We Are All Self Employed

2nd, September 2017

Q: I am not yet ready to be self-employed, but wish to be in the near future. What can I do in my current job to prepare?

We are all self-employed; even as employees of a firm, we are still primarily personal career managers. Still, some of us are, or will become, entrepreneurs.

The U.S. Small Business Administration has developed a Checklist for Going into Business (http://www.sba.gov/content/use-our-starting-assessment-tool) that leads the prospective entrepreneur through a skills inventory that includes supervisory and/or managerial experience, business education, knowledge about the specific business of interest, and willingness to acquire the missing necessary skills. A commitment to filling any knowledge or experience gap is a very positive indicator of success.

Personal characteristics required, according to the SBA, include leadership, decisiveness, and competitiveness. Important factors in personal style include will power, and self-discipline, comfort with the planning process, and with working with others. Can you objectively rate yourself in these dimensions?

Peter F. Drucker, author of Innovation and Entrepreneurship, says that anybody from any organization can learn how to be an entrepreneur, that it is “systematic work.” But there is a difference between learning how to be, and succeeding as an entrepreneur. "When a person earns a degree in physics, he becomes a physicist," says Morton Kamien, a professor of entrepreneurship at Northwestern University. "But if you were to earn a degree in entrepreneurship, that wouldn't make you an entrepreneur."

Why we are all self-employed

The reasons commonly given for people going into business for themselves are: freedom from a work routine; being your own boss; doing what you want when you want; boredom with the current job; financial desires, and; a perceived opportunity. Which of these might be sufficient to get you to take the risk?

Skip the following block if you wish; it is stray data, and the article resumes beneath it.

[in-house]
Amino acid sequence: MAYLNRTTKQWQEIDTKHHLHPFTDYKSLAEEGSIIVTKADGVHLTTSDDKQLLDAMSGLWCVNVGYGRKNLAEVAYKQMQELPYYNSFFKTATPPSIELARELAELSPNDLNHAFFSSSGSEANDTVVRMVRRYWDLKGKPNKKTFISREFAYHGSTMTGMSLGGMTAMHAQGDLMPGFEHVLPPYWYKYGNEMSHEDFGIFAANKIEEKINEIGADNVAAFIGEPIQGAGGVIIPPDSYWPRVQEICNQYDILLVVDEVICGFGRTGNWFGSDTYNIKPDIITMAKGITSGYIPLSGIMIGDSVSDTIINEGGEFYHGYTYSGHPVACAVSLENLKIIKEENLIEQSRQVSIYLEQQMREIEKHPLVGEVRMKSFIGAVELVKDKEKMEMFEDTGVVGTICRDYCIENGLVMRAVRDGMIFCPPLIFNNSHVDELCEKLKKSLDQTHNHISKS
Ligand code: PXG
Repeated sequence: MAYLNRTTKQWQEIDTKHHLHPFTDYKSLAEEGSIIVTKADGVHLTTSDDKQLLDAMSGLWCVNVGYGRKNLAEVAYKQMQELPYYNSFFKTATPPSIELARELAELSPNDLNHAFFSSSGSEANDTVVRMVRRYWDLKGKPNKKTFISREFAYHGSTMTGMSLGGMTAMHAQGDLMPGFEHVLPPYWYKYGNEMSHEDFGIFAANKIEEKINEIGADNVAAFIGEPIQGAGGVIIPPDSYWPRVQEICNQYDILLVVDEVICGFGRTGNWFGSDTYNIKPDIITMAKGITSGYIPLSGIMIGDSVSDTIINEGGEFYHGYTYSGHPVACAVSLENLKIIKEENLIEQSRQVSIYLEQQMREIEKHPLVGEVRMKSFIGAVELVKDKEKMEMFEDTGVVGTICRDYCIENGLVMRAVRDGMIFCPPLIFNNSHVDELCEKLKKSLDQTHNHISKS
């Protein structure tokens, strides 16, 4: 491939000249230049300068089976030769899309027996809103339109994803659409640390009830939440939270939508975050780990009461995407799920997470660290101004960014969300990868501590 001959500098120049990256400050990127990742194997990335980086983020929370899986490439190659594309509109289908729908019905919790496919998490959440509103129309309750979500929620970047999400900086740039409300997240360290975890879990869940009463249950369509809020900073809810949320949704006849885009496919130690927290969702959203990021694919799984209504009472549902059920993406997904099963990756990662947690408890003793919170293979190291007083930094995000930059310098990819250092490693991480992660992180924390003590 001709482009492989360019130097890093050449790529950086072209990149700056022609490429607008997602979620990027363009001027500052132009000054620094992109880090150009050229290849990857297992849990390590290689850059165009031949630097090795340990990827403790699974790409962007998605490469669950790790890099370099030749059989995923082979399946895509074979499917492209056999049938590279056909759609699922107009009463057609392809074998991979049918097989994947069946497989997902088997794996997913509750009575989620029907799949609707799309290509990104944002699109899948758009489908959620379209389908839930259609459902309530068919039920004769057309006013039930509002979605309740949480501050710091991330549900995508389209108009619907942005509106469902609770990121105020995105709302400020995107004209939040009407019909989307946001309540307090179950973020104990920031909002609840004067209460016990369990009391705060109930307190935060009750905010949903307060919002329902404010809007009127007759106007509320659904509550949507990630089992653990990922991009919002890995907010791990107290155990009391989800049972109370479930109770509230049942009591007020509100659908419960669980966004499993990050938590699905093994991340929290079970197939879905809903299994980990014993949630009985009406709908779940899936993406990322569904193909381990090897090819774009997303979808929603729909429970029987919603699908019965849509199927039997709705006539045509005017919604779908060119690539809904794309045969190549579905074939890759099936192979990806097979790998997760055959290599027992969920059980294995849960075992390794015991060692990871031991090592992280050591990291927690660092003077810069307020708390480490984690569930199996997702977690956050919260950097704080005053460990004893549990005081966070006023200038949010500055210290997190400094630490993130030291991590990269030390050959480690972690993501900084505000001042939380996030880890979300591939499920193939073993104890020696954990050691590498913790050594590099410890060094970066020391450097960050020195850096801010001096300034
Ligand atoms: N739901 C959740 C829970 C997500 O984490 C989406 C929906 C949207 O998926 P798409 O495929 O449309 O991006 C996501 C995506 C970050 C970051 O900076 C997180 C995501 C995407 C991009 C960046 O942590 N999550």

How are you doing as a personal career manager? Trends toward downsizing and outsourcing will almost certainly lead to smaller companies utilizing networks of specialists. Fortune magazine suggests that “Almost everyone, up through the highest ranks of professionals, will feel increased pressure to specialize, or at least to package himself or herself as a marketable portfolio of skills.”

Xerox has published an article titled “12 Tips for Personal Career Growth.” The subtitle is illustrative of the challenges faced. “Personal growth is a journey that’s never complete. It’s easily sidelined by the day’s urgent tasks, yet it’s essential for long-term job satisfaction and advancement. Our tips include techniques and tactics that encourage personal growth and help keep it a priority.”

How marketable is your portfolio of skills? Many think they have several years’ experience, when what they really have is one year’s experience several times. Are you continuing to learn, and keeping up with developments in your field? The best approach to preparing for an entrepreneurial career is often to find some aspect of your field in which you can become expert. jbv.com is Dr. Vinturella’s management consulting site with tutorials on a wide range of topics in entrepreneurship, internet marketing and personal finance. jbv.com/library is an extensive set of links to anything an entrepreneur and market researcher might need. jbv.com/8steps discusses John’s latest book on business startup.